Maybe some context will help:
I'm building a quick and easy backup system that I can quickly run when I make important changes to some files. I use Carbon Copy Cloner for bigger backups, but that's not always a fast solution and since I sometimes need to use all my USB ports while I work, disconnecting some to then connect the backup disk and wait for it to backup, is not always ideal.
So I'm building a macro that will find files modified in the last X minutes and will copy those files to both iCloud and a secondary internal disk, just in case the main disk dies/fails for some reason, while I'm working. Then once I'm done and I can disconnect my USB devices and I don't have to be there waiting for it to finish, I use CCC to create a real backup.
So if I run the macro at 10:30am for the first time and then I want to run it at 11:45, I want to set the "modified date" to 1:15 so it will find all modified files in that period of time.
So the macro would be something like this:
Action: check when THIS macro ran and set that to a value in minutes and save it as
Action: grab the list of files using shell
find "/Users/dannywyatt/My Files" -type f -mmin -"$KMVAR_Local__Minutes"
Then it would run the other actions
Context is always helpful :).
That is a very different request than recording the last time a macro ran, so the solutions proposed here won't really help you very much, as they simply record the time a given macro ran, but know nothing of the delta time between the last two runs.
Can you explain why it's important to be able to specify the macro via UUID? This sounds like it's just one macro that's running, right? Your backup system macro, and you just want to know the interval between the last time it ran and the current run. Is that right?
Yes, sometimes I forget that I have the whole picture in my mind, but other people don't... sorry about that.
But this seems to just give me the current date, because if that log action is in the macro itself, it will give me the current date, not the date before this run (for example 30 minutes ago). You know what I mean?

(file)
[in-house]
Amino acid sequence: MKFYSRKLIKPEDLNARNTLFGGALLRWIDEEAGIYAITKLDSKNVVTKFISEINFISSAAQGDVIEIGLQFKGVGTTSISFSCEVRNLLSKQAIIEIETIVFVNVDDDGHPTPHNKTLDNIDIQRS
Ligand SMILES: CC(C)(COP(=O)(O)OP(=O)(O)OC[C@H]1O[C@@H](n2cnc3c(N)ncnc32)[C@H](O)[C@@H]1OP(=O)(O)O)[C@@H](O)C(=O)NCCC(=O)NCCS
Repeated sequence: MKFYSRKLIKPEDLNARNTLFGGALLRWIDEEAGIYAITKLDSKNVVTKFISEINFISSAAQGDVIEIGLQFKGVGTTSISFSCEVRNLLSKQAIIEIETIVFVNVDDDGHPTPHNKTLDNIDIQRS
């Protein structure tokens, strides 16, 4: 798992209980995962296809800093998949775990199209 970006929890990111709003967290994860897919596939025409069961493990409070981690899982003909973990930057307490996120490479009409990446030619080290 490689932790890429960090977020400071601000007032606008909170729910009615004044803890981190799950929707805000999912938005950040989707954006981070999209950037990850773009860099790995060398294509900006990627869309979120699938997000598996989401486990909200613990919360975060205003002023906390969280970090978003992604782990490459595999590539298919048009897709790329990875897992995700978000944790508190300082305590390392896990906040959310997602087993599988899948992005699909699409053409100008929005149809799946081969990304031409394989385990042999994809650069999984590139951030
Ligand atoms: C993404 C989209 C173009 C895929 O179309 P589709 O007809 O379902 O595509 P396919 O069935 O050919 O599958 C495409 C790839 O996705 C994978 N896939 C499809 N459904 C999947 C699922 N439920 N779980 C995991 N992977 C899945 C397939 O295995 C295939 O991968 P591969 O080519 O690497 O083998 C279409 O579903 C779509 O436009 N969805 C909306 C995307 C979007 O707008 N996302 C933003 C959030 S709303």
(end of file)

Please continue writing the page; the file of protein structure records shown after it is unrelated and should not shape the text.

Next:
By setting the current date as a local variable, and the last date as another local variable, I could then calculate the difference and that number would set the minutes I need to set.
This is just to avoid the issue of me renaming the macro.
In theory, yes, but because I'm working and I use shortcuts that are linked to some macros etc, I could have other macros running as well.
I mean, as I said, if this is too complex, I can add an action at the end of the macro to just set the date as a global macro. I like to avoid having too many global macros, if possible, but when it's easier and faster, so be it. No big deal. I was just wondering if there was a simpler way. Maybe not.
Still related to this macro, but a bit off topic:
I need to exclude certain paths from the search.
I found that I can do that by using
prune like this:
find . -path ./dir1 -prune
How would I add more paths? Would I just add the paths after the first one, before
-prune? Like this:
find . -path ./dir1 ./dir2 ./dir3 -prune
You can use Prepend Text to Variable to add the current date as a line of text before the previous date. You can either write that to a txt document or keep it as a variable. In either case, you can continue to prepend (retaining a list of all modification dates), or use logic to keep it trimmed it to that last two dates. Using the last two dates allows you to calculate the time span.
Yes, using a global variable was my first workaround, but I wanted to know if there was an internal way of doing it maybe via a token or something, that didn't rely on a global variable or, as you suggested, an external file.
But it seems there's no other way and I will have to rely on the global variable. No problem
I appreciate the help and suggestions
If the reason you don't like accumulating variables is to keep the list shorter, then write the information to a text file instead. I do this all the time, especially because writing text files to Dropbox allows me to use the information across all devices.